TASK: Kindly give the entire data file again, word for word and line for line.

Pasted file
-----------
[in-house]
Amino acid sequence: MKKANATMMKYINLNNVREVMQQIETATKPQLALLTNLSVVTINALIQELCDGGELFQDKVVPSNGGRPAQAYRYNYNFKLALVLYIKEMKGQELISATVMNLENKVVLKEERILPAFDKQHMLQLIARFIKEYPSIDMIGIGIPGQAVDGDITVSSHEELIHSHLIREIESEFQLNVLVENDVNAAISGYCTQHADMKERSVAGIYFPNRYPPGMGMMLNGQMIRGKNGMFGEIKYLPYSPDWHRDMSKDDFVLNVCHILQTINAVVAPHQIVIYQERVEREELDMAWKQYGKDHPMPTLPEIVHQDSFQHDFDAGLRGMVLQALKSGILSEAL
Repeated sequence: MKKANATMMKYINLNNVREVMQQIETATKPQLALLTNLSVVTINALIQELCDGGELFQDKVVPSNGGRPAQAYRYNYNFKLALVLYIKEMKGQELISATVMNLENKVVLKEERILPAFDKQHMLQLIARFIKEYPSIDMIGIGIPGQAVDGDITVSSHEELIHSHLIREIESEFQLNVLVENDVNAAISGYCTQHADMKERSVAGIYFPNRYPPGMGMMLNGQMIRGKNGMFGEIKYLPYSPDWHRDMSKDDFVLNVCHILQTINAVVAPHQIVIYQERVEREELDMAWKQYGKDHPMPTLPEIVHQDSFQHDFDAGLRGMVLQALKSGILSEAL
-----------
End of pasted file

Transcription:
[in-house]
Amino acid sequence: MKKANATMMKYINLNNVREVMQQIETATKPQLALLTNLSVVTINALIQELCDGGELFQDKVVPSNGGRPAQAYRYNYNFKLALVLYIKEMKGQELISATVMNLENKVVLKEERILPAFDKQHMLQLIARFIKEYPSIDMIGIGIPGQAVDGDITVSSHEELIHSHLIREIESEFQLNVLVENDVNAAISGYCTQHADMKERSVAGIYFPNRYPPGMGMMLNGQMIRGKNGMFGEIKYLPYSPDWHRDMSKDDFVLNVCHILQTINAVVAPHQIVIYQERVEREELDMAWKQYGKDHPMPTLPEIVHQDSFQHDFDAGLRGMVLQALKSGILSEAL
Repeated sequence: MKKANATMMKYINLNNVREVMQQIETATKPQLALLTNLSVVTINALIQELCDGGELFQDKVVPSNGGRPAQAYRYNYNFKLALVLYIKEMKGQELISATVMNLENKVVLKEERILPAFDKQHMLQLIARFIKEYPSIDMIGIGIPGQAVDGDITVSSHEELIHSHLIREIESEFQLNVLVENDVNAAISGYCTQHADMKERSVAGIYFPNRYPPGMGMMLNGQMIRGKNGMFGEIKYLPYSPDWHRDMSKDDFVLNVCHILQTINAVVAPHQIVIYQERVEREELDMAWKQYGKDHPMPTLPEIVHQDSFQHDFDAGLRGMVLQALKSGILSEAL